By Bob Neinken
If you sponsor a retirement plan for your employees, have you thought about how your plan measures up? We tend to think that past choices and a resistance to change affect the behavior of participants, but those same principles that lead participants astray can also affect sponsors’ willingness to change. We have found a lot of companies take the approach of, “If it’s not broken, we don’t need to make changes.” The path of least resistance is to do nothing.
A skilled retirement consultant can help employers help identify and manage fiduciary risk, simplify administration and advance the level of retirement readiness for employees. An independent study of your plan will give you a true measure of whether it’s competitive and effective in achieving its long-term goals.
Selecting competent service providers is one of the most important fiduciary duties. The first step is to understand all the services that make up a 401(k) plan and apply appropriate benchmarks to measure their value. Although fees may be considered a key differentiator, the true issue concerning fees is whether the sponsor and participants receive good value for their money.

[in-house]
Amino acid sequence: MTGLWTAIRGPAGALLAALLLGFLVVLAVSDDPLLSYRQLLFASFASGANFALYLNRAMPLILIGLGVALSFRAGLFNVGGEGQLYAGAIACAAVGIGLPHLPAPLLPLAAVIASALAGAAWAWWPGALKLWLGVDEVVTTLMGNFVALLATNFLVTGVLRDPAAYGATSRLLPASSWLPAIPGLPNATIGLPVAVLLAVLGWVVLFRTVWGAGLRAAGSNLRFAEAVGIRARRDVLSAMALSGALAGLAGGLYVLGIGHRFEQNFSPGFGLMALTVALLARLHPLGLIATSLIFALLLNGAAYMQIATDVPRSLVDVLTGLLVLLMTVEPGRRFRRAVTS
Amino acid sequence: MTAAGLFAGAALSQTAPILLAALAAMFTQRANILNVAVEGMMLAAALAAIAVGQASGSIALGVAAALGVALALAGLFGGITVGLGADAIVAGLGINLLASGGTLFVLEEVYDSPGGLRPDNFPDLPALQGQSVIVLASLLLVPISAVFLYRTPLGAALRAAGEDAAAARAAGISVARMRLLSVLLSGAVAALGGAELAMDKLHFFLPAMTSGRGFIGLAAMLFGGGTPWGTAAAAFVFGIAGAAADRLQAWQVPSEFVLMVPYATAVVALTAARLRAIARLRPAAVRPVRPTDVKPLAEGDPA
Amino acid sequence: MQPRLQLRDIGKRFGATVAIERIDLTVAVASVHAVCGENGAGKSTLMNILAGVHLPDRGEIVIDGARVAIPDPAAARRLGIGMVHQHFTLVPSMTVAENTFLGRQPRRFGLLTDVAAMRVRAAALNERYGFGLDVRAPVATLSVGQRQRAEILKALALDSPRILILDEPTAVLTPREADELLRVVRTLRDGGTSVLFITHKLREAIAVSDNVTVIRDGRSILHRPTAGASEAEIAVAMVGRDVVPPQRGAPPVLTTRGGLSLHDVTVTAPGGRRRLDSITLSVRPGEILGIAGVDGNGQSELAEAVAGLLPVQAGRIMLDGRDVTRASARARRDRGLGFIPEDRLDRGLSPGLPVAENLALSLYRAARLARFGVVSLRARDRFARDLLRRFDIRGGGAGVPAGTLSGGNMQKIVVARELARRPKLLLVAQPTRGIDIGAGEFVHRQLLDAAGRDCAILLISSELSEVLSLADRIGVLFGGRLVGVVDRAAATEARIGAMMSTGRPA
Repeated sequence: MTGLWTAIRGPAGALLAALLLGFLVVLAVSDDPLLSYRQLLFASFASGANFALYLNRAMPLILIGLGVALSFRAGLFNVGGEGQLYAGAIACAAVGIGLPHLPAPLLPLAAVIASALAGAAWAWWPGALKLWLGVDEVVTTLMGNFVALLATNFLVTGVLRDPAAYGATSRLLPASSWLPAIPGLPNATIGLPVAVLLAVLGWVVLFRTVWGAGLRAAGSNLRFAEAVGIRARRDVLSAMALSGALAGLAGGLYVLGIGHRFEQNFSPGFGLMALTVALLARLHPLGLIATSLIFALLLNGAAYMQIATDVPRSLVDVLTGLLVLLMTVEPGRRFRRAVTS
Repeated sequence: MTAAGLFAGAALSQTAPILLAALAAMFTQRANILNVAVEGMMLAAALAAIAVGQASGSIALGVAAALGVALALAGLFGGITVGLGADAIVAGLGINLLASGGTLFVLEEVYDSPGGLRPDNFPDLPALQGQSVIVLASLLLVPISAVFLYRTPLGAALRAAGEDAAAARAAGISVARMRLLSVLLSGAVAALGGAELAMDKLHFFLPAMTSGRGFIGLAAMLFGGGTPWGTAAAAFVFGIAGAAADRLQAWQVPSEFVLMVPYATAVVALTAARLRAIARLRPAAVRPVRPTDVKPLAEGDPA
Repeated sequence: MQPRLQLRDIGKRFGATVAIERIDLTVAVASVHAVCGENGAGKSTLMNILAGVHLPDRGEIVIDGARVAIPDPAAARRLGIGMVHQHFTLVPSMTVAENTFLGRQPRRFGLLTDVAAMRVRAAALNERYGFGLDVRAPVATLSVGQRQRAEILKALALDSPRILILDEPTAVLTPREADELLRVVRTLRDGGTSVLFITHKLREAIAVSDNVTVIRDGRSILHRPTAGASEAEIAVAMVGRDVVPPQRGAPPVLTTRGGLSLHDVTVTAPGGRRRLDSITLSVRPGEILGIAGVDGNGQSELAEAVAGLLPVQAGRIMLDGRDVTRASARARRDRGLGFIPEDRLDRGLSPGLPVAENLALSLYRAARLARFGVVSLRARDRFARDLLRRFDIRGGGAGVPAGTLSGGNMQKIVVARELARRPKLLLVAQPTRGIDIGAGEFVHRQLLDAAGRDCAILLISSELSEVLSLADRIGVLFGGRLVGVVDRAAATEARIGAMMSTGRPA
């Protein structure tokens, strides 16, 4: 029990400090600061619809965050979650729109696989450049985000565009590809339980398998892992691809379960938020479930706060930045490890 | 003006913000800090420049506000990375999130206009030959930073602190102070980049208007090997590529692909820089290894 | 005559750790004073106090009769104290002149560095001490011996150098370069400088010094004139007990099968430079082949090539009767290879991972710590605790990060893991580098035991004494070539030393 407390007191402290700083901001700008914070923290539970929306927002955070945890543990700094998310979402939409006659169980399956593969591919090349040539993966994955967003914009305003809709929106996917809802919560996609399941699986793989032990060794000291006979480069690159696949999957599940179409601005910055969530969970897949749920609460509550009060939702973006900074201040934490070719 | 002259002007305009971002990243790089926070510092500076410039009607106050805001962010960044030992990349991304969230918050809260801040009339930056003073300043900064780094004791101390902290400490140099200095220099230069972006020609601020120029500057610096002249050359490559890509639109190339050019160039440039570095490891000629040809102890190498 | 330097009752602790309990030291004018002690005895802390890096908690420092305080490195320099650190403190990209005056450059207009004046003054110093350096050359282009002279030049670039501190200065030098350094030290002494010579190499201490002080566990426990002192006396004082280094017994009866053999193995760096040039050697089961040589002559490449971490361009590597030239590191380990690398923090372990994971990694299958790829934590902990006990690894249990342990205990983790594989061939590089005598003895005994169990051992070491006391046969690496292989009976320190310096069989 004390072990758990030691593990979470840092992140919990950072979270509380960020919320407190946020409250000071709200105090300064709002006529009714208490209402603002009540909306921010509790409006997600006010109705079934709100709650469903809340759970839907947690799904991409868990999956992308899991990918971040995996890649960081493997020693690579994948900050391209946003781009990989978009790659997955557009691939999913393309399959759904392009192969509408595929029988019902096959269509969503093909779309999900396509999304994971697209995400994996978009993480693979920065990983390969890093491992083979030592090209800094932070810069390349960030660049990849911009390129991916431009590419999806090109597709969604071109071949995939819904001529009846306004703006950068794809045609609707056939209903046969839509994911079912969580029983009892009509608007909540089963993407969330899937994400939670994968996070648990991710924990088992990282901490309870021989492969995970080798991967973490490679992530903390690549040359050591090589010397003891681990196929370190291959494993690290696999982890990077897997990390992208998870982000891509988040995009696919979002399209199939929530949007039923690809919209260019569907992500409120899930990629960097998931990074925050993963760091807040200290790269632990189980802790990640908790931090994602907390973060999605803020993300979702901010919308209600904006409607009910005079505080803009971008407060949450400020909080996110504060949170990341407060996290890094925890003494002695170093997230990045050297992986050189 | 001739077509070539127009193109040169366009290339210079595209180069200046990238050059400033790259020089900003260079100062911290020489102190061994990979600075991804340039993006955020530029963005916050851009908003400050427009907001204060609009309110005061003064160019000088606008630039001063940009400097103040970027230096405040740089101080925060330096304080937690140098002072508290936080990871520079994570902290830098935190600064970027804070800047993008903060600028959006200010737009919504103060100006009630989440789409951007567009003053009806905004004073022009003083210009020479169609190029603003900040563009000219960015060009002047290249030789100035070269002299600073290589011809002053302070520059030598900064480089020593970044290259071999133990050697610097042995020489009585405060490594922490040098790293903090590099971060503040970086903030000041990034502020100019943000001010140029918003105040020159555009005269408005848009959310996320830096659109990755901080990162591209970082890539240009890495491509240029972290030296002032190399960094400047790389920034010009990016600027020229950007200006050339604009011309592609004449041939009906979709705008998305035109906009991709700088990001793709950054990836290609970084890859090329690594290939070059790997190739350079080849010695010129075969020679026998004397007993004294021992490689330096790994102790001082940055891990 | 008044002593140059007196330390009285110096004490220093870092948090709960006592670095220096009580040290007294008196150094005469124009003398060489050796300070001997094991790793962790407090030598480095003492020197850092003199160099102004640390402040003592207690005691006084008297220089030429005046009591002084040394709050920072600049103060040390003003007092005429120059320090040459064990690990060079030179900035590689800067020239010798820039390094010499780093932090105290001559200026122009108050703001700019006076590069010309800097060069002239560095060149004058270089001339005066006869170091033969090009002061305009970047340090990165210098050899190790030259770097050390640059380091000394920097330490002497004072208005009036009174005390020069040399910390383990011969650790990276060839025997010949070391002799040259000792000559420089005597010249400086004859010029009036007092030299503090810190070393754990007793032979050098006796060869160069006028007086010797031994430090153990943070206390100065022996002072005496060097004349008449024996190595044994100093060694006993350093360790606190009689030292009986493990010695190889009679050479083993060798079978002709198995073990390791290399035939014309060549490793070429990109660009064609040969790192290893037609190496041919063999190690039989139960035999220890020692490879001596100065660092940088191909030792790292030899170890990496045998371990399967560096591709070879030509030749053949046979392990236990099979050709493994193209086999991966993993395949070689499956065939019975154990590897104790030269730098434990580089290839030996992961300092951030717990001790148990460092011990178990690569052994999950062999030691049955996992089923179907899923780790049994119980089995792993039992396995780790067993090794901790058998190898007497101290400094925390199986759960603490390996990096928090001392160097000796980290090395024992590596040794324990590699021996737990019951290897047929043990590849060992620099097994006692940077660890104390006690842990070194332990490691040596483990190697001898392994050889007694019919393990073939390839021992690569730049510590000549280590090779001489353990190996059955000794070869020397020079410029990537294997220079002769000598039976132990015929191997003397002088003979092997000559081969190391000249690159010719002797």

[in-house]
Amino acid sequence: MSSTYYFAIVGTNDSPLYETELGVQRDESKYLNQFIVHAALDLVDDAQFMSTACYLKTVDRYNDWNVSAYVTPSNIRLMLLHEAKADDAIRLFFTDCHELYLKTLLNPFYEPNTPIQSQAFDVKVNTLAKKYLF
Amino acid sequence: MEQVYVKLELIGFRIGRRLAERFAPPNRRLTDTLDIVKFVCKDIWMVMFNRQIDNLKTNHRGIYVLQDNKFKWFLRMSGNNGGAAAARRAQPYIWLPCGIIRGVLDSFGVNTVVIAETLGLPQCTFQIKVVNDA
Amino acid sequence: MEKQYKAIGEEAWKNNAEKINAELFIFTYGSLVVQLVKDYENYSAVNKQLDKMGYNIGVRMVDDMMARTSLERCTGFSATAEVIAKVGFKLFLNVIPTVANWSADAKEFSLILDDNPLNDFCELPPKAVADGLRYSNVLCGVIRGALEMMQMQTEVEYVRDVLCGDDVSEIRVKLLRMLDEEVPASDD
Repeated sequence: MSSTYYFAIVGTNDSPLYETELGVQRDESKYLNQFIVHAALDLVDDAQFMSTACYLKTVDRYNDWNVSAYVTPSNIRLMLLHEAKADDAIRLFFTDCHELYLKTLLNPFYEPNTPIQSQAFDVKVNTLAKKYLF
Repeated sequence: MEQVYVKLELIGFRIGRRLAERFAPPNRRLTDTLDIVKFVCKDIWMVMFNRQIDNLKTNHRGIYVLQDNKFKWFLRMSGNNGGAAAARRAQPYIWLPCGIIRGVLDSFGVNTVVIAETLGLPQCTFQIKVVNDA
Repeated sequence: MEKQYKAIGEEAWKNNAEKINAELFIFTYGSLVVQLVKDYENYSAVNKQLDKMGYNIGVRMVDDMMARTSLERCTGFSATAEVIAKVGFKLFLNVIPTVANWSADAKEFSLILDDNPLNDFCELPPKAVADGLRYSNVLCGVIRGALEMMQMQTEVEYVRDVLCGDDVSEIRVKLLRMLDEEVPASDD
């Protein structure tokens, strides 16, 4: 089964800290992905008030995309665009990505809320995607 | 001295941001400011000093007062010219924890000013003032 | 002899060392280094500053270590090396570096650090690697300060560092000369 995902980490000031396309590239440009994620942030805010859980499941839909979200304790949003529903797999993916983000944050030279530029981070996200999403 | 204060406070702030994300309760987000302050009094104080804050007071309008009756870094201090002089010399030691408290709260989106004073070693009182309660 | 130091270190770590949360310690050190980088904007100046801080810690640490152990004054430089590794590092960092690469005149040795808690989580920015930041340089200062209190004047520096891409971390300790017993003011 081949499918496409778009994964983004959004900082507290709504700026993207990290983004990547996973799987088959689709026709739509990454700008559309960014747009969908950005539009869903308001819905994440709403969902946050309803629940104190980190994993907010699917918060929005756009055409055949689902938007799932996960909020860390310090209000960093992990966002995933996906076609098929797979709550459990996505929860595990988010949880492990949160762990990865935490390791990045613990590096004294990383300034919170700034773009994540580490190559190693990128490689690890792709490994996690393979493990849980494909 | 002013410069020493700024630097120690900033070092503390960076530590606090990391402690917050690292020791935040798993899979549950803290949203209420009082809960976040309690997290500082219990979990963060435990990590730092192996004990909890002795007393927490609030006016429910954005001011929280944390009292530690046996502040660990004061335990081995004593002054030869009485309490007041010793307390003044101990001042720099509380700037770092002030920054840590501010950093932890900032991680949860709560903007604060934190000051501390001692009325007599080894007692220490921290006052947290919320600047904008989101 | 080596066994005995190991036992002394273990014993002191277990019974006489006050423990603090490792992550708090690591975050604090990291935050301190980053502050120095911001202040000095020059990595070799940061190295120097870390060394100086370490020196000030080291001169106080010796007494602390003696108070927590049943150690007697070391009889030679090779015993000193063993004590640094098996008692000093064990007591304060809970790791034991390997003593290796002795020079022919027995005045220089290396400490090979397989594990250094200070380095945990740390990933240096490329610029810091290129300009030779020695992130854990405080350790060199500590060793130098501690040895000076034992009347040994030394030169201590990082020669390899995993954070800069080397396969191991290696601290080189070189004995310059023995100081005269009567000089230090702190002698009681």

If your company sponsors a retirement plan, how are you managing your fiduciary obligations and investment reviews? Retirement plan fiduciaries are receiving unexpected notifications about ERISA investigation from the Department of Labor more often than in the past. Fiduciary Board training can help educate plan sponsors on the risks and responsibilities associated with being an ERISA fiduciary. And, hiring an investment professional who is experienced in retirement plans will add fiduciary protection.
When was the last time you looked at your plan’s design with fresh eyes? If you were creating your plan today, would it look the same? Perhaps the logic applied when the plan was designed is no longer aligned with your company or its employees. Outdated design features might be challenging participants’ ability to save effectively. Keeping up with industry trends and learning best practices for a healthy plan will lead to plan success and better outcomes for employees. If you are interested in learning more about corporate retirement planning, ask your Wealth advisor about BB&T Retirement and Institutional Services, an award-winning retirement plan provider.
About the Author
Senior Vice President Regional Sales Manager Retirement and Institutional Services
Bob has more than 30 years of experience in the financial services industry. During the past 15 years, he has successfully led sales teams specializing in 401(k) and pension plans, investment management and non-qualified plans. Bob is a graduate of Florida International University and holds his Series 65 license.